Jul 18 2013
Breakthrough Technologies Can Reduce Effects of Climate Change, Transform the Economy
Washington, D.C. – Senate Energy and Natural Resources Committee Chairman Ron Wyden, D-Ore., today stressed the importance of finding creative ways to unlock investment in clean energy – both today’s renewable power, and to create the breakthrough technologies that will combat climate change and transform the nation’s economy.
There is new urgency to speed up the transition to low-carbon renewable energy, following the National Oceanic and Atmospheric Administration’s announcement in May that for the first time since measurement began in 1958, the atmosphere contained more than 400 parts per million of carbon dioxide. Scientists estimate that number must stabilize at 450 parts per million to avoid the worst effects of climate change.
“It is quite clear that it’s going to take significant changes to stay under that goal, and obviously the clock is ticking,” Wyden said. “The good news is that there’s a path out of this bind, and that is a path forged through technology and innovation.”
Wyden stressed the importance of federal programs that partner with private investors to jump-start new technologies and make better use of existing ones, like the Department of Energy’s Advanced Research Projects Agency-Energy program.
“You’ve heard from Sen. Murkowski and I that we think there is a very significant role that has to be afforded the private sector and marketplace forces and a broad berth to encourage the kind of investments that come from the private sector,” Wyden said. “The two of us also think there ought to be a role for government, and the question, as we talked about today, is how do you do it and how do you do it in a smart and creative way.”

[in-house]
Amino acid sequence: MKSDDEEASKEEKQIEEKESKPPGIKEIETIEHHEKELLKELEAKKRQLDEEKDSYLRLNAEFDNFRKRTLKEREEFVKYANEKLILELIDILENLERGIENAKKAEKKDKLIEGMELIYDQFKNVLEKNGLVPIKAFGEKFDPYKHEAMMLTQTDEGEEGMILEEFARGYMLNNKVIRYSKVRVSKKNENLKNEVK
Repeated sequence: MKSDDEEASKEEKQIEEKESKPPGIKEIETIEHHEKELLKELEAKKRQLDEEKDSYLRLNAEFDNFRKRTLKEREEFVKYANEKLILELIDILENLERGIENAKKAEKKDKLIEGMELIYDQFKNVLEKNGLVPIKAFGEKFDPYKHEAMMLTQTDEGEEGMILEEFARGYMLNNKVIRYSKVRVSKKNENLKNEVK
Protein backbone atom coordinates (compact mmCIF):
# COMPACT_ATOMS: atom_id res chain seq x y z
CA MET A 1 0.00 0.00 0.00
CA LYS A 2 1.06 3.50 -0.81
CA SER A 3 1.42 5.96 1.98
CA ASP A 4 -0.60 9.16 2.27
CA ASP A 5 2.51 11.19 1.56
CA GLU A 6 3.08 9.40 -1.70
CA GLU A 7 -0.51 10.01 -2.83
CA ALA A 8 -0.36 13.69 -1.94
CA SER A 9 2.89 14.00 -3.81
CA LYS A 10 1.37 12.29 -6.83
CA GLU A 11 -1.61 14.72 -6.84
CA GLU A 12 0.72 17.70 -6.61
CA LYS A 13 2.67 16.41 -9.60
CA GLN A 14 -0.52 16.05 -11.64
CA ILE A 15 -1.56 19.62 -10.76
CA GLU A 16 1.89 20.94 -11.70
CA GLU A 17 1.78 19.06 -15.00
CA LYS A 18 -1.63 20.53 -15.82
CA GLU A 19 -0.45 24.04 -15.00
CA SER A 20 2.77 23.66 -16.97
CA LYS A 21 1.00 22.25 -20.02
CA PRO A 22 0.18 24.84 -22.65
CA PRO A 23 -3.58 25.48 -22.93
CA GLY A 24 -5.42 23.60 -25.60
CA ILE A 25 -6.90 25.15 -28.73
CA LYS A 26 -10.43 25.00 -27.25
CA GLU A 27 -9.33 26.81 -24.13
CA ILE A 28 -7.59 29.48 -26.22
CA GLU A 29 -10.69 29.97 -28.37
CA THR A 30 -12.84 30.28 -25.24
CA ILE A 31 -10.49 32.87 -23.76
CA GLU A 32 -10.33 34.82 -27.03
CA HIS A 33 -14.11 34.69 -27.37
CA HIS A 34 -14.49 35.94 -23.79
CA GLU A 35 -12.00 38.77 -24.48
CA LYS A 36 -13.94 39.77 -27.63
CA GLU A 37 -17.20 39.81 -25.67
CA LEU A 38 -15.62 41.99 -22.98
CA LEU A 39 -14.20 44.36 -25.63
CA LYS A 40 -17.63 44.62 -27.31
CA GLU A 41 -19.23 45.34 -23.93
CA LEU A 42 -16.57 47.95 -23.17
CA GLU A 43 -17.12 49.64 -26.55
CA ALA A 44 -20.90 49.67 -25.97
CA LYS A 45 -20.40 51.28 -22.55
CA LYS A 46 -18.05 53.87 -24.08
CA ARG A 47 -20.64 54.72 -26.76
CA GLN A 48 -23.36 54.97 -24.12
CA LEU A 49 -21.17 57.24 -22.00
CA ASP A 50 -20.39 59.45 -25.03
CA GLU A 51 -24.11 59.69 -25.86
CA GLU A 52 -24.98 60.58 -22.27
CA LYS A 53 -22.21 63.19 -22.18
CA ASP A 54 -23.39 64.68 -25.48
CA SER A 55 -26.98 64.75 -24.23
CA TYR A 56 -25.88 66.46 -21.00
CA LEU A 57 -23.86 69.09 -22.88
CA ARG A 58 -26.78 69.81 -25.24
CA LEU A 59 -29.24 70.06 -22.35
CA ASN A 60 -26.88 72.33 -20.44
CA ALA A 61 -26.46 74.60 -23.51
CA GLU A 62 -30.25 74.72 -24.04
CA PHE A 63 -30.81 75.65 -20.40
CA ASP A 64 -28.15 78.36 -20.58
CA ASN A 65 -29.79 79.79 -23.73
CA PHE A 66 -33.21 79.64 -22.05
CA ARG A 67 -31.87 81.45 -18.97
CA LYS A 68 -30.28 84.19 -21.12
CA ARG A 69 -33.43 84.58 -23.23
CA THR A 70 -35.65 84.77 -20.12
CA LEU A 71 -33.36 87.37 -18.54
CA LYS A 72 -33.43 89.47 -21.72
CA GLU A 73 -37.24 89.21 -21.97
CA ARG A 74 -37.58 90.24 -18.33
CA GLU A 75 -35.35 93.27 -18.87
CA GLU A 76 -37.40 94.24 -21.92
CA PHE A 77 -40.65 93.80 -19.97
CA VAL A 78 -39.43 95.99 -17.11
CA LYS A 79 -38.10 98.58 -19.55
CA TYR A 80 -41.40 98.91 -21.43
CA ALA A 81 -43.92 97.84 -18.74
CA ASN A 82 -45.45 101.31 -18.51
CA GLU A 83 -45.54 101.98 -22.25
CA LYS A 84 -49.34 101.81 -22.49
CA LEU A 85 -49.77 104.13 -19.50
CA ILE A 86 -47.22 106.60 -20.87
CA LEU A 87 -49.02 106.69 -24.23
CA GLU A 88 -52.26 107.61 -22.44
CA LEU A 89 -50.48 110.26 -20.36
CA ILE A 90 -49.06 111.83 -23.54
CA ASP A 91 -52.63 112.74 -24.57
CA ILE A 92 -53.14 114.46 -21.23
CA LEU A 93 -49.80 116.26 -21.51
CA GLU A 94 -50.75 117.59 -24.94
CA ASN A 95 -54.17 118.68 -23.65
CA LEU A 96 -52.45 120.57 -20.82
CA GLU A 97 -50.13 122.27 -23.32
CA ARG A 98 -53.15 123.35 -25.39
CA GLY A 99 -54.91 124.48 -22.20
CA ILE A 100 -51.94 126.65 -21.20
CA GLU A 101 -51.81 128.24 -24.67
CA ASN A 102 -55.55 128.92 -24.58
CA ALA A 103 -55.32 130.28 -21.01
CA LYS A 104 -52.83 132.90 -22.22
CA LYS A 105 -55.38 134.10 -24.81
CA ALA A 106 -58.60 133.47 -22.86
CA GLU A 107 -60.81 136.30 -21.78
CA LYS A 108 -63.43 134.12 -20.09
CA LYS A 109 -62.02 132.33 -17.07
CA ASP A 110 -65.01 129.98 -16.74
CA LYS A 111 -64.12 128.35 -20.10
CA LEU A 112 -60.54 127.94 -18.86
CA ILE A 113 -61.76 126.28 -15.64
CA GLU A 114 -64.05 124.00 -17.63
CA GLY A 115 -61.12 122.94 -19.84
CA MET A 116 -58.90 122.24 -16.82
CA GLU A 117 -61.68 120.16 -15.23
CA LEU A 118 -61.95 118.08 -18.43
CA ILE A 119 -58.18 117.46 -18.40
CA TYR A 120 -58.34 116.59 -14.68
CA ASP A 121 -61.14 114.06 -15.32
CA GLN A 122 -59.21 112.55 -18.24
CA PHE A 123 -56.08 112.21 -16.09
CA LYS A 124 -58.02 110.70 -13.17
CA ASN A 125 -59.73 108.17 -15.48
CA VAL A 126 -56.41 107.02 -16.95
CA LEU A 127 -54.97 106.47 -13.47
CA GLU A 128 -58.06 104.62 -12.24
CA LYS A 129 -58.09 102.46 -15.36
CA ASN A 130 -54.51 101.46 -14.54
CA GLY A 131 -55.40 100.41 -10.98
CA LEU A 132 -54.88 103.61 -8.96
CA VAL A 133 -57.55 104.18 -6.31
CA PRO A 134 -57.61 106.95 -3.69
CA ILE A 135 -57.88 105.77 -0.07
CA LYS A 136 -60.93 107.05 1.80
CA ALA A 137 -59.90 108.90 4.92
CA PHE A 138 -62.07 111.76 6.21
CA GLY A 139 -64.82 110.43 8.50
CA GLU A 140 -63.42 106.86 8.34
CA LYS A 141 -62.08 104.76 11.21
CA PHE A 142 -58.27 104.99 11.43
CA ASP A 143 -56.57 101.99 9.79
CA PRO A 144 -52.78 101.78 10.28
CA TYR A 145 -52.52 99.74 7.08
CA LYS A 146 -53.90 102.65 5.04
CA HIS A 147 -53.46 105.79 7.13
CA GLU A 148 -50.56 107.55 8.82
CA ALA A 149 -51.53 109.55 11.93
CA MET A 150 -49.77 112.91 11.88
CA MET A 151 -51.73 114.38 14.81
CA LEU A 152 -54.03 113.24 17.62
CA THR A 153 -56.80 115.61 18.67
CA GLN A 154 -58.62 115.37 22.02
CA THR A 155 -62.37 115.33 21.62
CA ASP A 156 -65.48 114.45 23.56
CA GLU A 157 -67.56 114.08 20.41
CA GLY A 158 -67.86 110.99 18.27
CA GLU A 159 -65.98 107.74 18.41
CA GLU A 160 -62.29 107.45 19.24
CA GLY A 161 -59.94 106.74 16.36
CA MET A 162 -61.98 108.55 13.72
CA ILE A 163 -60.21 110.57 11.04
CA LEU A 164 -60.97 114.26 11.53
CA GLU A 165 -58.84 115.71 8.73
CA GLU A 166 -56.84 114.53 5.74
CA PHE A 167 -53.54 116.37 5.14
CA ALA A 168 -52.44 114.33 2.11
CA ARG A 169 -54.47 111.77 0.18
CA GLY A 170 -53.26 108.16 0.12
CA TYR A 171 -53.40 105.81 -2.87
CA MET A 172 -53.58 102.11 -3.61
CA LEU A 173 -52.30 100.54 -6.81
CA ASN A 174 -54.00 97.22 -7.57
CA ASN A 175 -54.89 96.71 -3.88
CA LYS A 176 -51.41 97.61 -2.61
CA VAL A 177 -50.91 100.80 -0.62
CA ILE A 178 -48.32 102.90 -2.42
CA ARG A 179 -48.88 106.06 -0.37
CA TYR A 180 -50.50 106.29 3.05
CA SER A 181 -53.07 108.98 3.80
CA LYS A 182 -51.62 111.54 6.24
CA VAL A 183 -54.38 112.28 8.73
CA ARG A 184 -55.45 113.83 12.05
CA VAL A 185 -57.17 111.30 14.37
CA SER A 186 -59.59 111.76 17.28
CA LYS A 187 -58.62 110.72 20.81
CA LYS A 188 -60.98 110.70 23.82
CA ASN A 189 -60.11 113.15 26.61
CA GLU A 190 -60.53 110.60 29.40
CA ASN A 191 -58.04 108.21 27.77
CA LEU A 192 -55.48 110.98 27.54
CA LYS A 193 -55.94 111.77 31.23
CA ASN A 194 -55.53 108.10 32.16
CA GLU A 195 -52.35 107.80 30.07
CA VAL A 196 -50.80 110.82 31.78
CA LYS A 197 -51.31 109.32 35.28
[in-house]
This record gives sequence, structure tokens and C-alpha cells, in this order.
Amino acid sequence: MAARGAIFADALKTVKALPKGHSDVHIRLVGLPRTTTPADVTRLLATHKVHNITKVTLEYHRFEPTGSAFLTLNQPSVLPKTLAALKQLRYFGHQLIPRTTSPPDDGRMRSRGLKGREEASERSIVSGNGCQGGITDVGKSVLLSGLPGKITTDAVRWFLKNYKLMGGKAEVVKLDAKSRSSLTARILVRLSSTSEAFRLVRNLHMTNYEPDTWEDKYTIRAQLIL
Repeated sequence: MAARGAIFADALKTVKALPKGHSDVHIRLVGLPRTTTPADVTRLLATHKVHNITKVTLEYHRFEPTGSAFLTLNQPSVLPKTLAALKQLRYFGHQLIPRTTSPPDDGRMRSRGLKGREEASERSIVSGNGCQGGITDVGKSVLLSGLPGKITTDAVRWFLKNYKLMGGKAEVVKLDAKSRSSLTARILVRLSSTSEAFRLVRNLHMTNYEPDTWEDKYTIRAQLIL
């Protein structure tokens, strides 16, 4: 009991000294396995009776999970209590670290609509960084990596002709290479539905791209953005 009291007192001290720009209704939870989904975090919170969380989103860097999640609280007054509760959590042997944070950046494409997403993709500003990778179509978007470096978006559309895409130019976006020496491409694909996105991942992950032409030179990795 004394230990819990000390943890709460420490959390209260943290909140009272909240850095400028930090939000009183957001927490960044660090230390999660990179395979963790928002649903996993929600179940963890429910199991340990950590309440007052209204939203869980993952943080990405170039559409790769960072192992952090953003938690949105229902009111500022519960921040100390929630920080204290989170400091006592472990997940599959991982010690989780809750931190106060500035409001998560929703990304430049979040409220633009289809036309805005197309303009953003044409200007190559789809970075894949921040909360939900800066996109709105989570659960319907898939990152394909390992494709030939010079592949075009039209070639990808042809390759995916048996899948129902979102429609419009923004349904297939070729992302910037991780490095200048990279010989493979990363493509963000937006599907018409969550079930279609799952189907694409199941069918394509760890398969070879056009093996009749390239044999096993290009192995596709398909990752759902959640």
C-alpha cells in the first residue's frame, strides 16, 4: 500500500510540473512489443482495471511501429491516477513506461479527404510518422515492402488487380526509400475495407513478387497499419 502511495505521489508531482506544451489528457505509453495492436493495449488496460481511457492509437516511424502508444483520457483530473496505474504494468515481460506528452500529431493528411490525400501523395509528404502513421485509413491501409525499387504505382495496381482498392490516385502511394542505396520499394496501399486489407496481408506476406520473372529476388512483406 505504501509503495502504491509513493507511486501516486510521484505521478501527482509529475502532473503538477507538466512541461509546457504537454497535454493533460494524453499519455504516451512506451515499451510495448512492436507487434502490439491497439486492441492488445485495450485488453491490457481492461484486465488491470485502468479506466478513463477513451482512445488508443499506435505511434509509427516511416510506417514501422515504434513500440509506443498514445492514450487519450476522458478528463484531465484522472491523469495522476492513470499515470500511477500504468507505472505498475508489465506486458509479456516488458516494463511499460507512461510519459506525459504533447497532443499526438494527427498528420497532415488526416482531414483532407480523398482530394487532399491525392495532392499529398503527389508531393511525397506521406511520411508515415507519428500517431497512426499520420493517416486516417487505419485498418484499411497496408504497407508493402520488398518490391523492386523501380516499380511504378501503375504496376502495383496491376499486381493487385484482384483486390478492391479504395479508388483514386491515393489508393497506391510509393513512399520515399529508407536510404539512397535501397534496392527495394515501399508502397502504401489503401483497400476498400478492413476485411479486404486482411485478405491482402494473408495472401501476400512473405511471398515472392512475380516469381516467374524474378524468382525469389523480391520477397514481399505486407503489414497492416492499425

Wyden pointed to several promising opportunities to unlock investment: new ways to make the bond market available to fund small startup companies; technology assessment by the Department of Energy that could give investors more confidence in early-stage technologies; and reducing government obstacles to clean energy development.
The executive director of the Energy Department’s Loan Programs Office, Peter Davidson, testified at the hearing, pointing to the success of Tesla Motors, which repaid its loan nine years early. Wyden acknowledged Tesla’s success, which produced the vehicle Consumer Reports magazine called “the best car ever,” but conveyed the need to update loan programs within the DOE to provide greater protection for taxpayers and to account for investment risks.
“The government can level the playing field so that clean energy technologies have the same benefits fossil energy has enjoyed, and to make sure that the government itself doesn’t stand in the way of clean energy being deployed,” Wyden said.